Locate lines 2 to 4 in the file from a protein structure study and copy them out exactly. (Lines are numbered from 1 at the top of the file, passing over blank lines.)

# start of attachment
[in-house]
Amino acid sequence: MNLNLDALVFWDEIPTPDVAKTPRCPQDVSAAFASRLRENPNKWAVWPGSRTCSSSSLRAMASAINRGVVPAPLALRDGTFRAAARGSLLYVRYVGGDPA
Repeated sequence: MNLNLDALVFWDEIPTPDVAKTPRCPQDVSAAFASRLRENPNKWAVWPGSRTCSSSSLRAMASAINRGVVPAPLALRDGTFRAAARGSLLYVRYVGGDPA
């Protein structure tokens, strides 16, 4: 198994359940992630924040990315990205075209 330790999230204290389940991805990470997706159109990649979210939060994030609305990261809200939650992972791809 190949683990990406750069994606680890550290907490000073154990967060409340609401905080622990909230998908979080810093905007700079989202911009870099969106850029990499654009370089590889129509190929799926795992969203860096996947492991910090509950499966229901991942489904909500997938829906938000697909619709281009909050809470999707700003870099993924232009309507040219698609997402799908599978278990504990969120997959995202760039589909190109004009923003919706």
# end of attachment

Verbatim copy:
Amino acid sequence: MNLNLDALVFWDEIPTPDVAKTPRCPQDVSAAFASRLRENPNKWAVWPGSRTCSSSSLRAMASAINRGVVPAPLALRDGTFRAAARGSLLYVRYVGGDPA
Repeated sequence: MNLNLDALVFWDEIPTPDVAKTPRCPQDVSAAFASRLRENPNKWAVWPGSRTCSSSSLRAMASAINRGVVPAPLALRDGTFRAAARGSLLYVRYVGGDPA
């Protein structure tokens, strides 16, 4: 198994359940992630924040990315990205075209 330790999230204290389940991805990470997706159109990649979210939060994030609305990261809200939650992972791809 190949683990990406750069994606680890550290907490000073154990967060409340609401905080622990909230998908979080810093905007700079989202911009870099969106850029990499654009370089590889129509190929799926795992969203860096996947492991910090509950499966229901991942489904909500997938829906938000697909619709281009909050809470999707700003870099993924232009309507040219698609997402799908599978278990504990969120997959995202760039589909190109004009923003919706």